“It Kept Me Alive”

Organs aren’t all that can be given—skin, heart valves, corneas, and other tissue from one donor can help 50 lives.

By: Cindy Rich

When firefighter Joe Morgan—here with wife Kim—suffered burns over 65 percent of his body, doctors gave him a 5-percent chance of survival. But donated skin saved him. Photograph by Matthew Worden.

The heat that overcame firefighter Joe Morgan had come up from the basement of a townhouse in Northeast DC. He was inside for three minutes, following the thick smoke, before he had to crawl out. He would later learn it was 1,500 degrees in the first-floor living room where he’d been kneeling that night in May 1999.

Morgan had second- and third-degree burns over 65 percent of his body. Two other firefighters, including his partner, died. Firefighters didn’t know at the time that the owners of the house had gotten out safely before they arrived.

Doctors at Washington Hospital Center gave the 35-year-old father a 5-percent chance of survival. They performed skin grafts on his thighs first, where the burns were the worst, using donated skin.

“The skin really sustained me,” says Morgan, who spent 2½ months in the hospital and underwent 30 surgeries over two years. “It kept me alive.”

While only 1 to 2 percent of area deaths met the criteria for organ donation last year, about 20 percent of those who died in the Washington area had tissue suitable for donation. One tissue donor can help more than 50 people: Skin, cartilage, heart valves, and other tissue can be recovered. Donated bone can help patients with cancer; ligaments and tendons can be used for knee repairs and other injuries. Jennifer Porter, a lawyer who lives in Fairfax County, received donated corneas for a transplant that saved her vision. During one of her eye surgeries, doctors used part of a donor’s pericardium, a membrane sac surrounding the heart.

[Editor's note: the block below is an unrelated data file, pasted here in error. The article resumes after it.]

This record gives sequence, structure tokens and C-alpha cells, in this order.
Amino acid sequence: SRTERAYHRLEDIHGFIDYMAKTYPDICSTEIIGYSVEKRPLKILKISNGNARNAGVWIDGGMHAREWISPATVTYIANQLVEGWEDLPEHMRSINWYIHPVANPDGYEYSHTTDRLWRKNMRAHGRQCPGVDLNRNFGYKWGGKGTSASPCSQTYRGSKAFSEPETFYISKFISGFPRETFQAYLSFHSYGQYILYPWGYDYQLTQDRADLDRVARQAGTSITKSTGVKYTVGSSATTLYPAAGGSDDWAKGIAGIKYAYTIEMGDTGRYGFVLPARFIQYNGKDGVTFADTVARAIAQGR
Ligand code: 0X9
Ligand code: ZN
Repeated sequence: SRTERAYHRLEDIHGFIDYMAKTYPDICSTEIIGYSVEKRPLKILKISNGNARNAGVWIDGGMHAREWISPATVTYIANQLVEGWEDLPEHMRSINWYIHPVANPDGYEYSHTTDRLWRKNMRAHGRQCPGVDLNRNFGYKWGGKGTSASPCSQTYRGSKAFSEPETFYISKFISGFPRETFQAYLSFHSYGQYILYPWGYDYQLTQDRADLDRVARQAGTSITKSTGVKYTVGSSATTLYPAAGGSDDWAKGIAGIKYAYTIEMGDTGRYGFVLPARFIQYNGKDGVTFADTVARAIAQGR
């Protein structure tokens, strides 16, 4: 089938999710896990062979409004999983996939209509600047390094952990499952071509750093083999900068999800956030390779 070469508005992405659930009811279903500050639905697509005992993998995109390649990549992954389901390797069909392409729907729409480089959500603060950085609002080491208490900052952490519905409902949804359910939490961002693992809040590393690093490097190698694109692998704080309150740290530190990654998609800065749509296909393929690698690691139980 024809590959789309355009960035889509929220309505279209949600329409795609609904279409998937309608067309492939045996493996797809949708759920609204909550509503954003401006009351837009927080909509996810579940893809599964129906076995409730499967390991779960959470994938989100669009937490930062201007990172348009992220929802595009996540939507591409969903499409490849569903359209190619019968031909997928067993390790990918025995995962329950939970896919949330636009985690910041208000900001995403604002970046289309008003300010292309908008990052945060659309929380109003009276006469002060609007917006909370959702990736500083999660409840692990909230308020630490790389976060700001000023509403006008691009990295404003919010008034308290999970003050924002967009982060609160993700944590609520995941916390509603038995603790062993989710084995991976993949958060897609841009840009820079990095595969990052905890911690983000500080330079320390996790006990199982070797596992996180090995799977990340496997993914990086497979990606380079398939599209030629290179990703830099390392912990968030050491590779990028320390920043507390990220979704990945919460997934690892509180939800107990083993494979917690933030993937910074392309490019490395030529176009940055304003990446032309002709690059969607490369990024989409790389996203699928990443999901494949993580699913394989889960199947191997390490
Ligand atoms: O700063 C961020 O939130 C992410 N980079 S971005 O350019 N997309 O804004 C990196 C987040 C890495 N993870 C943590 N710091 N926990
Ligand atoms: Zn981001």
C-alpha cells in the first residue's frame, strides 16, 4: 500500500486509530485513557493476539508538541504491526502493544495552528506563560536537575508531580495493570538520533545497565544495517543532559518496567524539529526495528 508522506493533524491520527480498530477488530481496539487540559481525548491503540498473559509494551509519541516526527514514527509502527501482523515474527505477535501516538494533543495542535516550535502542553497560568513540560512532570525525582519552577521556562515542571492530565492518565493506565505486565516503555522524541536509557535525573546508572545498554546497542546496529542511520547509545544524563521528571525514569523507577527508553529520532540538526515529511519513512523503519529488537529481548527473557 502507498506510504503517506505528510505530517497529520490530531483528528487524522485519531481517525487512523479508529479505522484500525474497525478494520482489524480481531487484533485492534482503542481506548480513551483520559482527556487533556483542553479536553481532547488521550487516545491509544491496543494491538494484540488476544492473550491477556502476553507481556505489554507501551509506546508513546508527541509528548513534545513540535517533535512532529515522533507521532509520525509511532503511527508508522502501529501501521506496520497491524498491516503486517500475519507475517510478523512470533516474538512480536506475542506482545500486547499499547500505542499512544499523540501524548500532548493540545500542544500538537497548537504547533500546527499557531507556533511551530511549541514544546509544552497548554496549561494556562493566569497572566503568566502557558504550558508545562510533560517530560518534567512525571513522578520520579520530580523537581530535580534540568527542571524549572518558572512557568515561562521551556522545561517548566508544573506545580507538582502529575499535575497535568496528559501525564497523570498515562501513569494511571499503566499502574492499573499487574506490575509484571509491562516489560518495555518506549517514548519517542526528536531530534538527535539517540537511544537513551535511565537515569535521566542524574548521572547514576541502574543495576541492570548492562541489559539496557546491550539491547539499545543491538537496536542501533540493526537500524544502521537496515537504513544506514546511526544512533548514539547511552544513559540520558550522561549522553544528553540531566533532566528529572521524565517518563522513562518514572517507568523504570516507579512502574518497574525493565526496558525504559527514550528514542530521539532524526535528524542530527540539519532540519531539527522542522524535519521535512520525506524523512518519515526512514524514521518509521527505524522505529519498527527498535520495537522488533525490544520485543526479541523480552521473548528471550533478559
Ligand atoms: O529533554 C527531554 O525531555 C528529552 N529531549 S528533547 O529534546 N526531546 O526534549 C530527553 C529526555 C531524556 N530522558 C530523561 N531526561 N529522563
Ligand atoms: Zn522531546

“You wouldn’t think this tiny piece of pericardium would have any use to anybody,” Porter says. “It solved a serious medical problem for me.”

People who sign up to be organ donors—when getting or renewing a driver’s license or through an online registry—are automatically potential tissue donors. More than 2,500 people who died in Washington last year could have been tissue donors. Of those, 359 actually donated.

Why the gap? Many families don’t authorize tissue donation in time. The Washington Regional Transplant Community contacts potential donor families by phone—conversations about organs happen in person—and sometimes loved ones have just left the hospital and the call goes unanswered. Other times, families are too grief-stricken to talk about donating.

“Many folks do not know about the life-enhancing aspects of tissue gifts,” says Cindy Speas of the WRTC. “That’s the main reason there’s a low rate.”

While some people are too young or old for tissue donation, illness doesn’t necessarily rule out a donor. People with heart disease, osteoporosis, and other non-transmittable conditions—the Food and Drug Administration has strict regulations to prevent disease transmission—can donate most tissue. Some cancer patients can donate; others can’t. Almost everyone can donate corneas.

“It makes such a difference,” says Joe Morgan, now an assistant fire marshal at the National Institutes of Health. “It saved my life.”

To register as an organ and tissue donor, visit beadonor.org.

This article first appeared in the May 2009 issue of The Washingtonian. For more articles from that issue, click here.